Councils given funding boost to develop new local design guide for housing development

A new national design code meaning areas are beautiful, well-designed and locally-led is being tested across 14 areas in England, Housing Minister Rt Hon Christopher Pincher has announced.

The code will ensure future developments are beautiful and fit in with local character.

It gives local planning authorities a toolkit of design principles to consider for new developments, such as street character, building type and façade as well as environmental, heritage and wellbeing factors

The shortlisted councils will take part in a 6-month testing programme to apply the National Model Design Code (NMDC) in their area and help Britain Build Back Better, by making sure current and new residents alike will benefit from beautiful homes in well-designed neighbourhoods.

It is intended to provide councils with the guidance and parameters to shape new developments in a way which reflects what their communities truly want.

The measures mean the word “beauty” will be prioritised in planning rules for the first time since the system was created in 1947 – going back to a previous time when there was a greater emphasis on whether a building was considered attractive to local people. The government recently consulted on changes to the National Planning Policy Framework to take this forward, alongside the draft NMDC.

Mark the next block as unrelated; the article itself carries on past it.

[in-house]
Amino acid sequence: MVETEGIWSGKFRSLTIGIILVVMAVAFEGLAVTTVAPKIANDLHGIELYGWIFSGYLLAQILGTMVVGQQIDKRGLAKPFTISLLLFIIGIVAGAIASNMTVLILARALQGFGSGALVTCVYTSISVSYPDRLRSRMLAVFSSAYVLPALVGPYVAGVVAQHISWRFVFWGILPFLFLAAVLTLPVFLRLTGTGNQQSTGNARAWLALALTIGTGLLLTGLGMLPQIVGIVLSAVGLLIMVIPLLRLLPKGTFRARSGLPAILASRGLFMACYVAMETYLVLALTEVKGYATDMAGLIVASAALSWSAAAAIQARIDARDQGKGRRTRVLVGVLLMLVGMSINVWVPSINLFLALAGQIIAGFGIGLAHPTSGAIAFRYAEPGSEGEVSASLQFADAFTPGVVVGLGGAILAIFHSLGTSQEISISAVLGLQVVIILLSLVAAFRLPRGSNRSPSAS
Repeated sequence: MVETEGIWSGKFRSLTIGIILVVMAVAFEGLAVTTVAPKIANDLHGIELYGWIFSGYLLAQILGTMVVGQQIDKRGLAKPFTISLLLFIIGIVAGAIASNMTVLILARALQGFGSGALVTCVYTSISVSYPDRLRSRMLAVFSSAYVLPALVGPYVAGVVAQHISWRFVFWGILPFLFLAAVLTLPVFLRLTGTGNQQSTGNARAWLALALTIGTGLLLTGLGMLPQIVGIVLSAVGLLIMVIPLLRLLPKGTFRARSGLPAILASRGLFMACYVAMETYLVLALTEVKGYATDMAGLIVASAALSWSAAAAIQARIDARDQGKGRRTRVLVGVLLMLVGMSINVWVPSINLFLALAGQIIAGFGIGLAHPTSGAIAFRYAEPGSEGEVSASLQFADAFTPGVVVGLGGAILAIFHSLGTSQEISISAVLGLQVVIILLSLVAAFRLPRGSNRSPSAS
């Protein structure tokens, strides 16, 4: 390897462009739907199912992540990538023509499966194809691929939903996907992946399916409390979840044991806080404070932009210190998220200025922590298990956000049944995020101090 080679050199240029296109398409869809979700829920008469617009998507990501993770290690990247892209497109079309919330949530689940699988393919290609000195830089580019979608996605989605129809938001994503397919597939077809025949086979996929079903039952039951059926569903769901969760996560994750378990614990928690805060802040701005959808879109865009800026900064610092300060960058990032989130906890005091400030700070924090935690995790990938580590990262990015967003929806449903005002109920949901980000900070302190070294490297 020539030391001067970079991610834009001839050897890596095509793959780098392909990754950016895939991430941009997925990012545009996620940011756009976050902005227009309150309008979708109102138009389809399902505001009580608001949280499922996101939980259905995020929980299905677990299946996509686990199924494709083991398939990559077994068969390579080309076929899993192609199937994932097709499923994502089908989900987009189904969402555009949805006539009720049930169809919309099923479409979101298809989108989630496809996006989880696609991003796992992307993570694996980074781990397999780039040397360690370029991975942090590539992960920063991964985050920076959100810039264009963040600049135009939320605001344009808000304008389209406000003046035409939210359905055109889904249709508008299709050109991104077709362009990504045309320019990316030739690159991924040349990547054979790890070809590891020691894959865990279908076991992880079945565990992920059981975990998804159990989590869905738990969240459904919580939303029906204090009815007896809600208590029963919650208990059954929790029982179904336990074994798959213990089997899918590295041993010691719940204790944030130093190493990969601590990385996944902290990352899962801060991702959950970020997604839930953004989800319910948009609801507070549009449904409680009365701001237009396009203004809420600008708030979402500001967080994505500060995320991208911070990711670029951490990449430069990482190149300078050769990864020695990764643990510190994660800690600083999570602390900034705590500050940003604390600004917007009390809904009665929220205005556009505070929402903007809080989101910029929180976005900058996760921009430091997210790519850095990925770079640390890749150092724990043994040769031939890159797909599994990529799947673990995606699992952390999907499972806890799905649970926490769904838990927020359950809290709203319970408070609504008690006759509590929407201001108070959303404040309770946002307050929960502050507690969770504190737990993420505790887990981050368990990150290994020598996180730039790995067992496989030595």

Following a consultation period, more than 70 Expression of Interest submissions were received to test the NMDC, with representation from every region of England.

The final 14 applicants were then shortlisted to ensure a geographical spread and a range of development types, including an urban conservation area with industrial heritage, town centres, new neighbourhoods, rural settlements and urban regeneration sites. Each pilot receives a £50,000 grant to carry out the project.

Housing Minister Rt Hon Christopher Pincher MP said:

We should aspire to enhance the beauty of our local areas and pass our cultural heritage onto our successors, enriched not diminished.

In order to do that, we need to bring about a profound and lasting change in the buildings that we build, which is one of the reasons we are placing a greater emphasis on locally popular design, quality and access to nature, through our national planning policies and introducing the National Model Design Code.

These will enable local people to set the rules for what developments in their area should look like, ensuring that they reflect and enhance their surroundings and preserve our local character and identity.

Instead of developers forcing plans on locals, they will need to adapt to proposals from local people, ensuring that current and new residents alike will benefit from beautiful homes in well-designed neighbourhoods.